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Dorothy Roberts' passionate and well-documented book looks at a less-talked about side of the battle for reproductive
rights: the history of the social and governmental control of African American women's bodies.
Roberts, a law professor at Rutgers University, asserts that African American women have been engaged from the start in
an ongoing fight to gain control of their reproductive choice. First, in the early days of American slavery, from
control by white "masters" who forced slaves to produce children to work for them, and now, from government "solutions"
to African American child-bearing like the distribution of the long-term contraceptive Norplant in African American
Roberts also takes the mainstream feminist movement to task for working mostly for the "negative right" of liberty,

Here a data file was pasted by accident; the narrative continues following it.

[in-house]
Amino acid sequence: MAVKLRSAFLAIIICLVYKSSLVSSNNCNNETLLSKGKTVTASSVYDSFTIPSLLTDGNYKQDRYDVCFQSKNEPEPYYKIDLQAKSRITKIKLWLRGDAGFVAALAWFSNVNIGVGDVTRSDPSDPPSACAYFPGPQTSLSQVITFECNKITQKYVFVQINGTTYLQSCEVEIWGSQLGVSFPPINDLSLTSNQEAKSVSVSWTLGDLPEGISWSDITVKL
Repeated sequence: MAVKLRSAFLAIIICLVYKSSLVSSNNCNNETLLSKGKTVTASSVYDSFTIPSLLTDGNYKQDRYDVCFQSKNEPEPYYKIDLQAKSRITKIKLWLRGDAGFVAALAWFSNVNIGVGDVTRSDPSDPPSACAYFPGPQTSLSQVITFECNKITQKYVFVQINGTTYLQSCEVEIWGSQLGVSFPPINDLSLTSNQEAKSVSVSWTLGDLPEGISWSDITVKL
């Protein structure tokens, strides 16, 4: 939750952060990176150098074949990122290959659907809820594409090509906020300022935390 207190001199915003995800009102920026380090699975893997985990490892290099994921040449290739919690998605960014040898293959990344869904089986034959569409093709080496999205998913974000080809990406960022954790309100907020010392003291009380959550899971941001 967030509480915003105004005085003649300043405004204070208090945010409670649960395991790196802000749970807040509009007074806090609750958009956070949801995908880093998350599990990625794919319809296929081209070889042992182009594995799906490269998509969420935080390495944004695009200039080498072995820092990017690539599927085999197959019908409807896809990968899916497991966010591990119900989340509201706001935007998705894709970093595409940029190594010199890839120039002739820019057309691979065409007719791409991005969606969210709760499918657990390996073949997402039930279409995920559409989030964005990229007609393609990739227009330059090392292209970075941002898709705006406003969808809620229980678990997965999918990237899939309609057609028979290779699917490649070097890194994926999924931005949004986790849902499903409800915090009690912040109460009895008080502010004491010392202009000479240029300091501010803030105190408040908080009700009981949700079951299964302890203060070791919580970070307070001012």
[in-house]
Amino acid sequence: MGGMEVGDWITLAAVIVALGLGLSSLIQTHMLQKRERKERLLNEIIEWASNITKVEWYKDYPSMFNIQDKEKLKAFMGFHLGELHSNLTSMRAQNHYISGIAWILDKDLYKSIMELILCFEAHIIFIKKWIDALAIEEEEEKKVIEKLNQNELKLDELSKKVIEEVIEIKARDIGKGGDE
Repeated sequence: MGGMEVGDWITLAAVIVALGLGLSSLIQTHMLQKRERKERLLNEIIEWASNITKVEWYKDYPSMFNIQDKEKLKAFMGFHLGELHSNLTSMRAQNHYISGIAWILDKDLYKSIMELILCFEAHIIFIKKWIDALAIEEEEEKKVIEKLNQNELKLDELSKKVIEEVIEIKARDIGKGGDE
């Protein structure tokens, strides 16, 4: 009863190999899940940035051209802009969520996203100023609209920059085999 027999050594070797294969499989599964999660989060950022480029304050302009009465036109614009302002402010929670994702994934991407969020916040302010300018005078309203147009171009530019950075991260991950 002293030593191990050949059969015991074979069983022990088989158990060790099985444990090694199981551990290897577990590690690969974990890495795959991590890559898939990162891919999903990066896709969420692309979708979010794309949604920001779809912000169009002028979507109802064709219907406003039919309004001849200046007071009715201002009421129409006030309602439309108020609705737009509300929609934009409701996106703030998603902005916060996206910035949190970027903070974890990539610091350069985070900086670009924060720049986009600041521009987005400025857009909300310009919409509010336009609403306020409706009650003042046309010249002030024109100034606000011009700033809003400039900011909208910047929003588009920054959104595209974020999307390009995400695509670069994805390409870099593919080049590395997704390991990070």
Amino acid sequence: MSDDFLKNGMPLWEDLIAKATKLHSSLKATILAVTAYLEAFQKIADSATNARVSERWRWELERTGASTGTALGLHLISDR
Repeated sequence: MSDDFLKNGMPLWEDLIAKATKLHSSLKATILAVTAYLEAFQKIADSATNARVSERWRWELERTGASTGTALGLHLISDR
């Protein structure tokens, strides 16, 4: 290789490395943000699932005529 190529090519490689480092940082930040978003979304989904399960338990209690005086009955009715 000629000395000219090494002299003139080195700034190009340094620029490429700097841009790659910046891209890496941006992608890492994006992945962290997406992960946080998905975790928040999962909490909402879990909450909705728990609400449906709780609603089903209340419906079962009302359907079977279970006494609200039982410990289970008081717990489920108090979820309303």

that is, the right of women to not have the government involved in their reproductive decision-making. To Roberts this
debate, focused mainly on government non-interference, ignores issues especially important to African American women
such as access to contraception or reproduction technologies. "Reproductive freedom is a matter of social justice," she
says, stating further that it is social inequality, more than any legal interference, that severely limits African
American women's ability to choose how and whether to have children. "We need a way of rethinking the meaning of liberty
so that it protects all citizens equally," Roberts writes. "I propose that focusing on the connection between
reproductive rights and racial equality is the place to start." --Maria Dolan